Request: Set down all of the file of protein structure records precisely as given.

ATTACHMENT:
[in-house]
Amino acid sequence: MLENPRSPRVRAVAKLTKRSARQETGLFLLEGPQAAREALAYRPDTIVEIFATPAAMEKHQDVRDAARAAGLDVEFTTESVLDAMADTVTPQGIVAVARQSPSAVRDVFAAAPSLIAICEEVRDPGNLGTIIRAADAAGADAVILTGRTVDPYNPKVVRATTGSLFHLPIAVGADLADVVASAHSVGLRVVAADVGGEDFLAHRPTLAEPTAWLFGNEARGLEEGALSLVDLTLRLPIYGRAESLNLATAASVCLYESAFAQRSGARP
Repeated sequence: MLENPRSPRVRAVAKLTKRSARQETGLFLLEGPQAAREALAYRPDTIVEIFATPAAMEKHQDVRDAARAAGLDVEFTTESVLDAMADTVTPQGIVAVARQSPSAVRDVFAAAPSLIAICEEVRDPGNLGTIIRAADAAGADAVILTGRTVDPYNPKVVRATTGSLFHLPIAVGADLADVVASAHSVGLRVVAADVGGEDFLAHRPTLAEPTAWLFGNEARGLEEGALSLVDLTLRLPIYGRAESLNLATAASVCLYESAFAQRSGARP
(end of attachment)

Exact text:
[in-house]
Amino acid sequence: MLENPRSPRVRAVAKLTKRSARQETGLFLLEGPQAAREALAYRPDTIVEIFATPAAMEKHQDVRDAARAAGLDVEFTTESVLDAMADTVTPQGIVAVARQSPSAVRDVFAAAPSLIAICEEVRDPGNLGTIIRAADAAGADAVILTGRTVDPYNPKVVRATTGSLFHLPIAVGADLADVVASAHSVGLRVVAADVGGEDFLAHRPTLAEPTAWLFGNEARGLEEGALSLVDLTLRLPIYGRAESLNLATAASVCLYESAFAQRSGARP
Repeated sequence: MLENPRSPRVRAVAKLTKRSARQETGLFLLEGPQAAREALAYRPDTIVEIFATPAAMEKHQDVRDAARAAGLDVEFTTESVLDAMADTVTPQGIVAVARQSPSAVRDVFAAAPSLIAICEEVRDPGNLGTIIRAADAAGADAVILTGRTVDPYNPKVVRATTGSLFHLPIAVGADLADVVASAHSVGLRVVAADVGGEDFLAHRPTLAEPTAWLFGNEARGLEEGALSLVDLTLRLPIYGRAESLNLATAASVCLYESAFAQRSGARP